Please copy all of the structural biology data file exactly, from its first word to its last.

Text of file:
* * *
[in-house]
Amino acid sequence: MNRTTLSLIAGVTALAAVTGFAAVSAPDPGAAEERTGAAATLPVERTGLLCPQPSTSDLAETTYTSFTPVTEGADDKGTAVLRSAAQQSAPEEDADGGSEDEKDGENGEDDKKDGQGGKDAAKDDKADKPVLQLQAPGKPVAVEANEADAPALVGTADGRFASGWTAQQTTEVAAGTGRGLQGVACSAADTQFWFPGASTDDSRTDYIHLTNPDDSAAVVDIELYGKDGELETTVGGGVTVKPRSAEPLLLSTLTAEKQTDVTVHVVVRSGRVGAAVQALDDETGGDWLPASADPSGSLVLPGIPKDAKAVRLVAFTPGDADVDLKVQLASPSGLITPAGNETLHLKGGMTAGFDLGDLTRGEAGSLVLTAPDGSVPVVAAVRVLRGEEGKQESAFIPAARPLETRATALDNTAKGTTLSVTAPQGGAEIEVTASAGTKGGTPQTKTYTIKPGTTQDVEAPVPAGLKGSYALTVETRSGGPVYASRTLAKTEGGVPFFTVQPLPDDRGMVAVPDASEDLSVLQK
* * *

[in-house]
Amino acid sequence: MNRTTLSLIAGVTALAAVTGFAAVSAPDPGAAEERTGAAATLPVERTGLLCPQPSTSDLAETTYTSFTPVTEGADDKGTAVLRSAAQQSAPEEDADGGSEDEKDGENGEDDKKDGQGGKDAAKDDKADKPVLQLQAPGKPVAVEANEADAPALVGTADGRFASGWTAQQTTEVAAGTGRGLQGVACSAADTQFWFPGASTDDSRTDYIHLTNPDDSAAVVDIELYGKDGELETTVGGGVTVKPRSAEPLLLSTLTAEKQTDVTVHVVVRSGRVGAAVQALDDETGGDWLPASADPSGSLVLPGIPKDAKAVRLVAFTPGDADVDLKVQLASPSGLITPAGNETLHLKGGMTAGFDLGDLTRGEAGSLVLTAPDGSVPVVAAVRVLRGEEGKQESAFIPAARPLETRATALDNTAKGTTLSVTAPQGGAEIEVTASAGTKGGTPQTKTYTIKPGTTQDVEAPVPAGLKGSYALTVETRSGGPVYASRTLAKTEGGVPFFTVQPLPDDRGMVAVPDASEDLSVLQK